Snow, trees, ponds, and frogs: Four stories on how environmental processes mediate impacts of climate change in the Hudson Bay Lowlands
Dr. Matt Morison, University of Winnipeg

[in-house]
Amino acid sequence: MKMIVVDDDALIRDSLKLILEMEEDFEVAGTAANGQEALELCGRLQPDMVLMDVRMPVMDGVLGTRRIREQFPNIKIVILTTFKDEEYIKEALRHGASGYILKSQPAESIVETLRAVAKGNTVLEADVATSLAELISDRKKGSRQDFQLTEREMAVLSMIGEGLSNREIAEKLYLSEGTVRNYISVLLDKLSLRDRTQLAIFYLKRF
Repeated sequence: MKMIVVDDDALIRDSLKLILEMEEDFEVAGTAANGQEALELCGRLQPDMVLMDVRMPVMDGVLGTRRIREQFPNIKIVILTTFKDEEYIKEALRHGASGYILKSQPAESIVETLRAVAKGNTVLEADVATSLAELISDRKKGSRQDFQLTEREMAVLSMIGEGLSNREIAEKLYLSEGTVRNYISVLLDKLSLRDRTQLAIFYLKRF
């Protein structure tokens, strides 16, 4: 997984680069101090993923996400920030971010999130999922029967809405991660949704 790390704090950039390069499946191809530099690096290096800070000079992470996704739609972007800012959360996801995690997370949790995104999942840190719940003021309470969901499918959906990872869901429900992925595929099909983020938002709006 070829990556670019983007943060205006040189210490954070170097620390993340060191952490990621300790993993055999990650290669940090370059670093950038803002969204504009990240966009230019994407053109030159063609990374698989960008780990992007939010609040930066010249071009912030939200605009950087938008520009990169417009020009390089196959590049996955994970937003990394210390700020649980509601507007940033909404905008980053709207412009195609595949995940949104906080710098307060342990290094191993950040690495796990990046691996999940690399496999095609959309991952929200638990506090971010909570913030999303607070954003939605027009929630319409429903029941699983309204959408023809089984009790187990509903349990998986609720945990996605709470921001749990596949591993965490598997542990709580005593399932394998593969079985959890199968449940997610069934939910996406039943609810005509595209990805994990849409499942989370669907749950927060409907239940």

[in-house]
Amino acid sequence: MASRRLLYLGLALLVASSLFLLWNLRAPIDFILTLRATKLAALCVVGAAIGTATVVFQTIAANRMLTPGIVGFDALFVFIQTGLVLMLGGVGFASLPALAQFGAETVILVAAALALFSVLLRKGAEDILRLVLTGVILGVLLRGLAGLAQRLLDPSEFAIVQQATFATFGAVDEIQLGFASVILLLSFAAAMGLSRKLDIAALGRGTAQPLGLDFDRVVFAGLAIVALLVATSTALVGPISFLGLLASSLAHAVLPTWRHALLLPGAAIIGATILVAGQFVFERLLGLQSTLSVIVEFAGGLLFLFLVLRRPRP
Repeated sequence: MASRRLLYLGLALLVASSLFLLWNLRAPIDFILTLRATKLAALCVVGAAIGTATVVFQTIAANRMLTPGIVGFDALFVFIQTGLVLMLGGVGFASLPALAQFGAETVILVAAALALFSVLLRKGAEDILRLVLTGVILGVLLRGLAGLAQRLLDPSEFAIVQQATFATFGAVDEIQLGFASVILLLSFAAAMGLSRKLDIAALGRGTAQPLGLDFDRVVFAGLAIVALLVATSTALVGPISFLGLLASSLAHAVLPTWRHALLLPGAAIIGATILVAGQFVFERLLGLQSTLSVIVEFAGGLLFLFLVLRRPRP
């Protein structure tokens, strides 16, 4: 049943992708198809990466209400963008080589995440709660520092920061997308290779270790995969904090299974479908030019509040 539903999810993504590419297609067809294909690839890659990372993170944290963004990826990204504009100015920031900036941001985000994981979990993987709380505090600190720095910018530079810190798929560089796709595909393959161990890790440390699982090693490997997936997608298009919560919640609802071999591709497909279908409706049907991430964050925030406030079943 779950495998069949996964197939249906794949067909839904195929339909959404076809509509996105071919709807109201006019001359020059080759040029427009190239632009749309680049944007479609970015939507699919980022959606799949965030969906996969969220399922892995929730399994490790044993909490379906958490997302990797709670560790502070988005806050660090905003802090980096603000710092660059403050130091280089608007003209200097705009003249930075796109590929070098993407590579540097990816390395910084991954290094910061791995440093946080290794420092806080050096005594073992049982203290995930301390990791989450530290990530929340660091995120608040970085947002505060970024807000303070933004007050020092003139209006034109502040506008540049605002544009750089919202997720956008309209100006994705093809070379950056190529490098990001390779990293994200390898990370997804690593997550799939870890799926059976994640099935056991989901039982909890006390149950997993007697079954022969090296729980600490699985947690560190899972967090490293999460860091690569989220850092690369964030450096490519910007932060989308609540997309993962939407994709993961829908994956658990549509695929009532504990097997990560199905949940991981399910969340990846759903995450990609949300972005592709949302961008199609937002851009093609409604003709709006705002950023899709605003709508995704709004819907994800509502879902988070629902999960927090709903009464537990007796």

Across the planet, subarctic environments are warming faster than the southern regions, partly due to the loss of the highly-reflective surfaces of snow and ice. This amplified warming is having measurable impacts on marine and land ecozones, and on communities who live and rely on them. At the boundary of the discontinuous and continuous permafrost zones, and at the northern extent of the boreal forest, the coastal subarctic ecoregion known as the Hudson Bay Lowlands represents the largest contiguous wetland complex in Canada, and third largest in the world, spanning an area of 373 700 km2. The Hudson Bay Lowlands is a prime example of a geography poised to experience dramatic rates of climate change in the coming decades. We carried out a survey of existing research to determine (1) what are the impacts of climate change on terrestrial and freshwater ecosystems in the Hudson Bay Lowlands? and (2) how do environmental processes in this region mediate these impacts? To address these research questions, four illustrative case studies have been selected which span a range of interconnected subsystems within the Hudson Bay Lowlands: snow, trees, ponds, and frogs. Using existing thresholds identified in the literature for these key impacts and mediating factors, we investigate how different climate change scenarios may (or may not) lead to the crossing of key ecological tipping points, and also show how this approach can be applied across contexts to examine how wetlands and their thresholds respond to environmental changes.